As well as making quilts for specific projects, I believe that it is also important to spend time just messing about about with different materials - exploring just what can be achieved when using them and to see what happens. After all, how will any of us ever find out the different effects that can be achieved unless we do?
A few weeks ago I saw a tin of Derwent Art Bars at a reduced price - and knowing I like Derwent's other products I decided to try buy them and try them out.
Like all Derwent products, the Art bars come in different sized sets, packed in a sturdy tin. Rather than being round, (like the pencils) these have a triangular cross section, which makes them not only attractively 'different' but stops them from rolling around and falling onto the floor! It also means you can break off a little chunk and use the flat side to to make larger marks.
The Art bars have a soft, slightly waxy texture, a little like an oil pastel, and are easy to apply. A few were a little crumbly, but not so as to cause any major problems. On the tin it states that they are made from water soluble wax, but can be used on both wet and dry surfaces. I had a look around on the internet to see how other people are using them, but there doesn't seem to be all that much information about them out there - so I just made some marks and saw how it went.
I used both Inktense pencils and the art bars on a piece of white cotton fabric. What I quickly realised was that, unlike Inktense pencils and blocks the art bars give opaque colour and are not permanent. When you lay colours or layers over each other they blend - and if you go too far they turn into a muddy mess, so perhaps have limited scope for use on fabric. Nevertheless, they do give a different look to the Inktense products, so may be useful for some projects, so long as permanence isn't important.
Here is what I did
Using the Inktense pencil on dry fabric, I first drew some very simple fish shapes. The outline is in dark brown and the cross hatching is in purple. As you can see in the first picture above, whilst dry the colours are very dull. It is only when the pencil lines are moistened (in the second picture above I painted over the lines with a fine paintbrush and aloe vera gel) that the colour becomes vibrant.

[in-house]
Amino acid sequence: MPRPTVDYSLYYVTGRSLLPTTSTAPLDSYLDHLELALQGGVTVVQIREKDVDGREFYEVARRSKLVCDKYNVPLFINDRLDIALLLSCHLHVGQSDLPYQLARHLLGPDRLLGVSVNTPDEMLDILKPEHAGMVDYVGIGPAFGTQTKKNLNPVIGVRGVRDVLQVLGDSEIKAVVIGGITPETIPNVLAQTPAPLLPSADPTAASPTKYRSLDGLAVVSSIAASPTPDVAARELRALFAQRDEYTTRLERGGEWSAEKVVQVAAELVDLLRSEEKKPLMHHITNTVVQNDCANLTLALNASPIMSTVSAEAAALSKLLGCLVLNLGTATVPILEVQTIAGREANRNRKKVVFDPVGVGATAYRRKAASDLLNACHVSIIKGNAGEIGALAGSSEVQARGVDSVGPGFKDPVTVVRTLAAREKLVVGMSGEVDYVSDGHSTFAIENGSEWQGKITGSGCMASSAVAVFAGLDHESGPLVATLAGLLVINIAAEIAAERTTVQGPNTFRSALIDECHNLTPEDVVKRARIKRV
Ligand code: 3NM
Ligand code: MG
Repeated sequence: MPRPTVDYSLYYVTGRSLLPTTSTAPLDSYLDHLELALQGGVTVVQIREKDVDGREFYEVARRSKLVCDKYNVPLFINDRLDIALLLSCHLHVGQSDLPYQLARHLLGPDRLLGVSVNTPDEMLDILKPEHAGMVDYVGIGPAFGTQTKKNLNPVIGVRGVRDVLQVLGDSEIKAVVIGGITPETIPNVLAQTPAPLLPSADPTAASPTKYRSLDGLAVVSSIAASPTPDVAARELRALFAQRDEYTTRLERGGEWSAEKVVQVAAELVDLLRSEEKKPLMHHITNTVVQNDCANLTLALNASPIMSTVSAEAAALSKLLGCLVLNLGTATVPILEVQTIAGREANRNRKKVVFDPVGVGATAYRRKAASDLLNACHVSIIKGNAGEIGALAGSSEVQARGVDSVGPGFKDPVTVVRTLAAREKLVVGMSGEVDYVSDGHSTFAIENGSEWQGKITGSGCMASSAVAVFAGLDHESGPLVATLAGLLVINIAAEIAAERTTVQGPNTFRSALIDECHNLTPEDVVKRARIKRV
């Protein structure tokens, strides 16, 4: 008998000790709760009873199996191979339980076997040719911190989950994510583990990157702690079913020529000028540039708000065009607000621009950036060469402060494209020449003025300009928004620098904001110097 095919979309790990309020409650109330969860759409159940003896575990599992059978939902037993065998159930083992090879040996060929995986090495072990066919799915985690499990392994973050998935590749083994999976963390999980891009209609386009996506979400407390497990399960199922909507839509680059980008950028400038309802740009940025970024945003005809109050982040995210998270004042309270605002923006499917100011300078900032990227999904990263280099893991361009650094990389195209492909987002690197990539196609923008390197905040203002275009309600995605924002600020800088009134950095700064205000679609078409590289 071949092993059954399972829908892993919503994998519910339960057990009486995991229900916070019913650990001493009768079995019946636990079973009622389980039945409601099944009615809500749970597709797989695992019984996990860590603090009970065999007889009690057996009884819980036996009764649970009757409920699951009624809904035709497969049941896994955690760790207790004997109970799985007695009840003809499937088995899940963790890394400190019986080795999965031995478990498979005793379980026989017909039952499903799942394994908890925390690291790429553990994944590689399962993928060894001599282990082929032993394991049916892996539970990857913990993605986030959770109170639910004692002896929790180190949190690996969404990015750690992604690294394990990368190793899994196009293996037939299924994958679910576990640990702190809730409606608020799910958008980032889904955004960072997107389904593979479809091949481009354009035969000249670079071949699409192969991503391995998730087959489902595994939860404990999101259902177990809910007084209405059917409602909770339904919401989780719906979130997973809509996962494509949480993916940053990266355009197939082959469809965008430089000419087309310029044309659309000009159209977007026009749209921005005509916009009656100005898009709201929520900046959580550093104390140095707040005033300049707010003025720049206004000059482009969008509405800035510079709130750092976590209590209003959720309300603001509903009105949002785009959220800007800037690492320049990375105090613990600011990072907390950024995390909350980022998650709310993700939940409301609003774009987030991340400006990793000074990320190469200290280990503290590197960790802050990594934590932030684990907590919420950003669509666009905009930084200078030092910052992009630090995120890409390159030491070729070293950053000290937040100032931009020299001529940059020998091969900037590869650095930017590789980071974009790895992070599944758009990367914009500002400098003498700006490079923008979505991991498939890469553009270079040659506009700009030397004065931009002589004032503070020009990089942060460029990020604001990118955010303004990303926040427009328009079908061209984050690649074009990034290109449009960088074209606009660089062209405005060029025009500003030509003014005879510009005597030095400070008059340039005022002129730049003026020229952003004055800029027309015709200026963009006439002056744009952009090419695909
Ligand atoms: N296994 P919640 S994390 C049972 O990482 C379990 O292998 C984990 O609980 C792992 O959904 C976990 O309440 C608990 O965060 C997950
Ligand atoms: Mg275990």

Below you can see what happened when I added some pale green and grey to the bodies of the fish and painted over them with more aloe vera gel.
As this has all been done with Derwent Inktense pencil then once the fabric is dry the colours are fast. They will not blend or move any further, even if more colour is applied over the top.
I added a little more colour with the Inktense pencils to the head, then coloured in the eye. So far I think they look quite funny!
To try out the Art bars I decided to use them to create a watery background. I took all 5 of the blues and 2 greens and gently coloured over the remaining surface of the fabric. You can still see some of the scribbly lines I made using the pointed corner of the bar. To grade the background I applied more of the waxy Art bar to the bottom section of the fabric than at the top.
Finally, I used a small spray bottle and sprayed the whole surface of the fabric with water until it was fairly wet (but not saturated). I was expecting the water soluble wax colours to blend instantly, but they didn't. They did dissolve, but I needed to use a large paintbrush to get the colours to merge and mix. I think if I had scrubbed further with the brush I may have lost some of those linear marks you can see at the top from my scribbles. It is interesting to note that the colours in the fish did not change at all (except for that one near the top on the right, whose tail has bled a bit - obviously not enough aloe vera gel was applied there!) since I had given plenty of time for them to dry - and they were therefore now permanent.
Summary: The art bars were nice to use on fabric and dissolved easily with a spritz of cold water. The different colours did not intermingle very much, even though there were many different blues on top of each other, until I used a paintbrush to 'scrub' them a little.
The thicker application of waxy Art bar at the bottom of the fabric gave a more opaque result than at the top, where only a thin layer had been applied.
Once dry I ironed the fabric then resprayed with water to find out what would happen. Unlike the Inktense pencils, which were completely permanent the blue background became workable once again - and when I laid a clean piece of white fabric on top the pigment transferred onto it. This would obviously have important issues for any work that might get damp or wet in the future - so keep this in mind if you do use Art bars.
For this reason, although successful as a method to colour fabric, I think I will be keeping the art bars to use mostly in my sketchbooks - the risk of transferring pigment to another quilt is too great. However, I am going to paint over this small sample piece with some textile medium to see if that will fix the pigment. I will let you know.
If you have any experience of using this, or any other product, i'd love to hear from you. Thanks for reading.